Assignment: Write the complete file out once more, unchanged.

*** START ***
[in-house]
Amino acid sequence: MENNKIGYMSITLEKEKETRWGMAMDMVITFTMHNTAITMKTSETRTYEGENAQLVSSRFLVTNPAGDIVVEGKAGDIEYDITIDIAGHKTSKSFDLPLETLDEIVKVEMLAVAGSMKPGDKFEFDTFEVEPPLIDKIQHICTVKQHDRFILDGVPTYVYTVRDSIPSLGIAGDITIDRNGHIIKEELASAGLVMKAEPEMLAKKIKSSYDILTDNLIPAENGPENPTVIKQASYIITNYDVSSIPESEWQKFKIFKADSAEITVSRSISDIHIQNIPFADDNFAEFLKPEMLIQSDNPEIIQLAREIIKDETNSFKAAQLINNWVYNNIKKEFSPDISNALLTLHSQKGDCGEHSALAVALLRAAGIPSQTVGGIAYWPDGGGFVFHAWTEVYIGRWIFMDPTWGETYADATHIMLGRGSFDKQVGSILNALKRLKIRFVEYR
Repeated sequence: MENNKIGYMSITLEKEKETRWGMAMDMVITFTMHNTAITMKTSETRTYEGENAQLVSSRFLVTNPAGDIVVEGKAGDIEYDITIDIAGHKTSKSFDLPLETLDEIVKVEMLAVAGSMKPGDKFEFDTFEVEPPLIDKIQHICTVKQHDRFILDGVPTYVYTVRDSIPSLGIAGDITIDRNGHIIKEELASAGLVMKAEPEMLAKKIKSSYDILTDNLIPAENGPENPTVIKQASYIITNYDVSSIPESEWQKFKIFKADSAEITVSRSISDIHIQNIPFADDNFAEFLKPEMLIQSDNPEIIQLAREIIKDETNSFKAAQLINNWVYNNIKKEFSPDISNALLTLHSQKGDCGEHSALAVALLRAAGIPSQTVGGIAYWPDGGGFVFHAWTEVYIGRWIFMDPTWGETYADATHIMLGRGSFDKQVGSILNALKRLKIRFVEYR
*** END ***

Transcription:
[in-house]
Amino acid sequence: MENNKIGYMSITLEKEKETRWGMAMDMVITFTMHNTAITMKTSETRTYEGENAQLVSSRFLVTNPAGDIVVEGKAGDIEYDITIDIAGHKTSKSFDLPLETLDEIVKVEMLAVAGSMKPGDKFEFDTFEVEPPLIDKIQHICTVKQHDRFILDGVPTYVYTVRDSIPSLGIAGDITIDRNGHIIKEELASAGLVMKAEPEMLAKKIKSSYDILTDNLIPAENGPENPTVIKQASYIITNYDVSSIPESEWQKFKIFKADSAEITVSRSISDIHIQNIPFADDNFAEFLKPEMLIQSDNPEIIQLAREIIKDETNSFKAAQLINNWVYNNIKKEFSPDISNALLTLHSQKGDCGEHSALAVALLRAAGIPSQTVGGIAYWPDGGGFVFHAWTEVYIGRWIFMDPTWGETYADATHIMLGRGSFDKQVGSILNALKRLKIRFVEYR
Repeated sequence: MENNKIGYMSITLEKEKETRWGMAMDMVITFTMHNTAITMKTSETRTYEGENAQLVSSRFLVTNPAGDIVVEGKAGDIEYDITIDIAGHKTSKSFDLPLETLDEIVKVEMLAVAGSMKPGDKFEFDTFEVEPPLIDKIQHICTVKQHDRFILDGVPTYVYTVRDSIPSLGIAGDITIDRNGHIIKEELASAGLVMKAEPEMLAKKIKSSYDILTDNLIPAENGPENPTVIKQASYIITNYDVSSIPESEWQKFKIFKADSAEITVSRSISDIHIQNIPFADDNFAEFLKPEMLIQSDNPEIIQLAREIIKDETNSFKAAQLINNWVYNNIKKEFSPDISNALLTLHSQKGDCGEHSALAVALLRAAGIPSQTVGGIAYWPDGGGFVFHAWTEVYIGRWIFMDPTWGETYADATHIMLGRGSFDKQVGSILNALKRLKIRFVEYR